What about MCT Oil? Tropical oils, like coconut and palm, contain medium-chain fatty acids (MCTs). To create MCT oil, coconut or palm oil is fractionated to separate the different fatty acids and create pure MCT oil. Due to the processing, MCT oil is fairly flavorless, odorless, and colorless. But it has a low smoke point, and isn’t a good option for cooking or baking. People typically stir MCT oil into finished foods as a supplement.

Which Brands of Coconut Oil are Best?

This is really a matter of personal taste. First, you have to choose the type you are looking for. Most refined coconut oil products will have a very similar, neutral taste. But one of the most popular brands for taste and price is Better Body Foods.

Unrefined coconut oil varies just a little bit in flavor and quality from brand to brand. I frequently buy Nutiva, which does have notable hints of coconut, but tastes pure and clean. Viva Naturals is another popular brand. But I’ve also enjoyed many generic brands, including Trader Joe’s and Vitacost.

For liquid coconut oil, Carrington Farms is a good multi-purpose brand, and is actually labeled as cooking oil. It still retains MCT fatty acids, works well in recipes, and is fairly flavorless.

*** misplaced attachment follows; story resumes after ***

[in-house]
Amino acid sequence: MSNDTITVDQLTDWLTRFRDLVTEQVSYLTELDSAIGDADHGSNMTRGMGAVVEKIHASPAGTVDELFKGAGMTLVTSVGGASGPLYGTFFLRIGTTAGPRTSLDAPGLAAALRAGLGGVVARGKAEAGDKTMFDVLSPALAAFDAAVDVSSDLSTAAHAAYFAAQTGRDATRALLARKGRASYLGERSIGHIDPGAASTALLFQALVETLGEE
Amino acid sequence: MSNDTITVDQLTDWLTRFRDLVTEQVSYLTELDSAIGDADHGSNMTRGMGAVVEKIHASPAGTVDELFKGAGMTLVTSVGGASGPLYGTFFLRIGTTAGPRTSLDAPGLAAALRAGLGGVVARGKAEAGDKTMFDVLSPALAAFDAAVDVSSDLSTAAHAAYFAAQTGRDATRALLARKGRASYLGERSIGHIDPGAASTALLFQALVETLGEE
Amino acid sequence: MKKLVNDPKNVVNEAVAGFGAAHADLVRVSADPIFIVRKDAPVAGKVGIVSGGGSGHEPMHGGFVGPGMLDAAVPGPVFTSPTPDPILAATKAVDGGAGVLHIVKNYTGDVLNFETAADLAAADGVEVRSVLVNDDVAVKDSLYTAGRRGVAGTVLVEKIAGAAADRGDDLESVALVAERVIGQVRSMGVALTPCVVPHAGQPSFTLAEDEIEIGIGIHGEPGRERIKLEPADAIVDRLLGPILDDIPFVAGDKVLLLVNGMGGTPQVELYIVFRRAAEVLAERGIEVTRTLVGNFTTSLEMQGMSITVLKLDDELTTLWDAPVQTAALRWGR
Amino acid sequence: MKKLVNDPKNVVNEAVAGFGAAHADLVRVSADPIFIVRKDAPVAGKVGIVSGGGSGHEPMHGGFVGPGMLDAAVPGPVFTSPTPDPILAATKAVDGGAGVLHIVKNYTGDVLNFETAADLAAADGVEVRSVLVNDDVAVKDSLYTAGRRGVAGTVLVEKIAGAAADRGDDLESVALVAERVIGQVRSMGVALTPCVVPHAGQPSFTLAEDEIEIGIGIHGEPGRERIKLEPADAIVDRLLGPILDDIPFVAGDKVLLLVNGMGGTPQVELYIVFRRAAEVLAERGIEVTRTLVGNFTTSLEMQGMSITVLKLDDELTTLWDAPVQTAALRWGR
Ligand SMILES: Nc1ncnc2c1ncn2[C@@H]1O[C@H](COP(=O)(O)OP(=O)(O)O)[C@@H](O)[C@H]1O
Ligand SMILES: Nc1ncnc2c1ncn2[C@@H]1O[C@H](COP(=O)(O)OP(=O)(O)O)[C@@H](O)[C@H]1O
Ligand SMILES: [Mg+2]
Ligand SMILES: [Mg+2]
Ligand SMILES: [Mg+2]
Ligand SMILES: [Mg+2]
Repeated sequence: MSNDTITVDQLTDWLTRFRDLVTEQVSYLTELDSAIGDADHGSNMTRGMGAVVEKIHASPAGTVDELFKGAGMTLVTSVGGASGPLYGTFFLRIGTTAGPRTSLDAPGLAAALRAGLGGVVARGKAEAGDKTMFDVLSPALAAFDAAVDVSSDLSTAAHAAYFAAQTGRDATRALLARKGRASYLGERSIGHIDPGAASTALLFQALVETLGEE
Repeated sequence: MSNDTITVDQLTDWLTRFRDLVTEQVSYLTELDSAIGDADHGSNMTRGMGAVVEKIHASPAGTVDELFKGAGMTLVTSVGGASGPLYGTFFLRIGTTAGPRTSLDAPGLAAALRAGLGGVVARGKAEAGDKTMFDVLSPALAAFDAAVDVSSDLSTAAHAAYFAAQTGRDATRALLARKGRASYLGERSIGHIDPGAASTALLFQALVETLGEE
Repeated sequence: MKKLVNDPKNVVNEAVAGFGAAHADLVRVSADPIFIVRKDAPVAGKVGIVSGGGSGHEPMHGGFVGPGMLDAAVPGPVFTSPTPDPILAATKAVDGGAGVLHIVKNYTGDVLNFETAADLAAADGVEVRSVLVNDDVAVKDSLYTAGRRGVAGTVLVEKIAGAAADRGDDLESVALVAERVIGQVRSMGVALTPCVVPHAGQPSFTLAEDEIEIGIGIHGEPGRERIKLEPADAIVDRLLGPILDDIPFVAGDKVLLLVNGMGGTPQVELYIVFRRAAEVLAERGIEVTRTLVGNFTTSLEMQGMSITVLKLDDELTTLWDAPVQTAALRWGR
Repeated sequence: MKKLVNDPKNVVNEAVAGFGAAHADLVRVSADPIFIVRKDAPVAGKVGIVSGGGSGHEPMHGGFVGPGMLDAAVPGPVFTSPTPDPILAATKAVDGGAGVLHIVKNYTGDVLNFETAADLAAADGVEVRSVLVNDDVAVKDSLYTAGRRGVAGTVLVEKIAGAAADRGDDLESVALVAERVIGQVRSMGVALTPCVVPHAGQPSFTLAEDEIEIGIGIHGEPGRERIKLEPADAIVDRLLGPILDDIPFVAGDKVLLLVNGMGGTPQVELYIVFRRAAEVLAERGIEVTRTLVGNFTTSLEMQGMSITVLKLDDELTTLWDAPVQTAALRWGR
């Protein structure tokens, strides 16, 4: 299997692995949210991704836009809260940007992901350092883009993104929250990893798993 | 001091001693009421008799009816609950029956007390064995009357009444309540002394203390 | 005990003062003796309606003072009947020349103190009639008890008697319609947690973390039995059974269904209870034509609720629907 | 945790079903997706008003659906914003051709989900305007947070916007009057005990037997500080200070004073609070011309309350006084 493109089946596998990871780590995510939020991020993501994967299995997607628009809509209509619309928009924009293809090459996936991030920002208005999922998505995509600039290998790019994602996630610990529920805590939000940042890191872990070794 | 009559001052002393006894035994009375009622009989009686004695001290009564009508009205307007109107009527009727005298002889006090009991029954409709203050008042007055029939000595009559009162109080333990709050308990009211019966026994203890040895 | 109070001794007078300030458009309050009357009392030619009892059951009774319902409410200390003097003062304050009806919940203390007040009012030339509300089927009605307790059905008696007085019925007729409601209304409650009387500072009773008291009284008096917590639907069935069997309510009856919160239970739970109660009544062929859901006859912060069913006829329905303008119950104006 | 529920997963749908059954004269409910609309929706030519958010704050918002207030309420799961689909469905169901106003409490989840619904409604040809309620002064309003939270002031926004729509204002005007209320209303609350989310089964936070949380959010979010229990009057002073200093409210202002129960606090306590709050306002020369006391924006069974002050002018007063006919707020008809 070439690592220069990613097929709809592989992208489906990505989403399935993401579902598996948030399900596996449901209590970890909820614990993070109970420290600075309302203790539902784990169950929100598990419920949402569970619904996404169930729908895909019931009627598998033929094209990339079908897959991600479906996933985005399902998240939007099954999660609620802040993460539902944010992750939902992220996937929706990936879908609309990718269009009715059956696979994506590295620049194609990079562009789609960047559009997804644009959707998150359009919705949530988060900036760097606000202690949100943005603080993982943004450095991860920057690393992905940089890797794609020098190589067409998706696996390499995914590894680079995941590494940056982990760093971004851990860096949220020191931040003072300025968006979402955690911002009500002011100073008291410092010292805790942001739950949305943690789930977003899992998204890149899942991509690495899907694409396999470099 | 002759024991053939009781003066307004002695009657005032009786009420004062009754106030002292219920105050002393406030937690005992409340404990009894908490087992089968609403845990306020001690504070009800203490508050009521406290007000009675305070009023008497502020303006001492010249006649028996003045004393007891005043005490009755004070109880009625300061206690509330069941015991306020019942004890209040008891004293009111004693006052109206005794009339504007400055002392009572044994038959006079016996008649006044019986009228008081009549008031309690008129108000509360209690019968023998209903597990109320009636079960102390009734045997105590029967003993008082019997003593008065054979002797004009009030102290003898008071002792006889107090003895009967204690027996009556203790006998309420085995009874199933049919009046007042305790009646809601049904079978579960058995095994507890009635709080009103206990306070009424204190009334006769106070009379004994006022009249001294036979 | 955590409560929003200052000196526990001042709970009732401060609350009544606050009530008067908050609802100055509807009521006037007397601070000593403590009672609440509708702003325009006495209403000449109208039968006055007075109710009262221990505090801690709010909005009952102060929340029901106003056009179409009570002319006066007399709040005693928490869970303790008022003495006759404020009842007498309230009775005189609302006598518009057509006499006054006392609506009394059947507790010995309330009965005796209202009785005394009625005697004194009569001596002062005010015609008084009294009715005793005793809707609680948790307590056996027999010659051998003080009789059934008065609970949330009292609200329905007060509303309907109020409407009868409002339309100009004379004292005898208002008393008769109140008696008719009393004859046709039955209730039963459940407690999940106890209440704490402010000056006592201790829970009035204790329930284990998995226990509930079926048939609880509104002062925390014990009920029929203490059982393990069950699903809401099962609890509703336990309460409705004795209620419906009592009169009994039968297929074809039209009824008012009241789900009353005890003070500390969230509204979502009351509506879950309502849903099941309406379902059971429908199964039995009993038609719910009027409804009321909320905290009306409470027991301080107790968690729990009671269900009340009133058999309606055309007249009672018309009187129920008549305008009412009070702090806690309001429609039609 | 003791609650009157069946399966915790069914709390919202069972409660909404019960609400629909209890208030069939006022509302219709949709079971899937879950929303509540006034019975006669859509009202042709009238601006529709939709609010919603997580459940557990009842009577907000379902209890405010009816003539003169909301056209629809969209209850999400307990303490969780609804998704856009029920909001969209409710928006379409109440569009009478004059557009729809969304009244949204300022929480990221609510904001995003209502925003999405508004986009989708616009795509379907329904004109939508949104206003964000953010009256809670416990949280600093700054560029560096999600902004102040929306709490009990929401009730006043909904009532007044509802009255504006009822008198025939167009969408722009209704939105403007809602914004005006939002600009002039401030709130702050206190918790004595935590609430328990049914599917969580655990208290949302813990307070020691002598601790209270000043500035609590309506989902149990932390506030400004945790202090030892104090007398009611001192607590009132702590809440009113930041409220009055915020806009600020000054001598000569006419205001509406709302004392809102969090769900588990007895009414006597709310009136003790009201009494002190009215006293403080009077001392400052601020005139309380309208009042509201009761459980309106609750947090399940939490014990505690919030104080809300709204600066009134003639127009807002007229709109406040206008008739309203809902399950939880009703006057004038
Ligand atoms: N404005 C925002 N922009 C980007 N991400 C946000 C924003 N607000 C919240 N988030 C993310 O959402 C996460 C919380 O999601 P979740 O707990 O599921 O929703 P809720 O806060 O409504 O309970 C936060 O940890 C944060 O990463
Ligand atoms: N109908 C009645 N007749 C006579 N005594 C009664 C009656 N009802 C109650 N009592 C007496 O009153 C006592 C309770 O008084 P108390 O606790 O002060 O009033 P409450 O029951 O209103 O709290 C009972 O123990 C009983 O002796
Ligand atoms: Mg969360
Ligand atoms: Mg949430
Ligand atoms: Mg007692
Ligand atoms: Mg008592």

Dairy-Free Recipes to Make with Coconut Oil

These are some favorites from my kitchen, plus a few more recipes that highlight this special ingredient. Please note that this list includes quite a few treats! But you can also use the refined oil as a more general purpose cooking oil in stir fries.

For More Dairy-Free Guidance & Recipes, Get Go Dairy Free!

Go Dairy Free 2nd Edition - The Ultimate Guide and Cookbook for Dairy-Free Living with Over 250 Recipes!

About Author

Alisa is the founder of GoDairyFree.org, Food Editor for Allergic Living magazine, and author of the best-selling dairy-free book, Go Dairy Free: The Guide and Cookbook for Milk Allergies, Lactose Intolerance, and Casein-Free Living, and the new cookbook, Eat Dairy Free: Your Essential Cookbook for Everyday Meals, Snacks, and Sweets. Alisa is also a professional recipe creator and product ambassador for the natural food industry.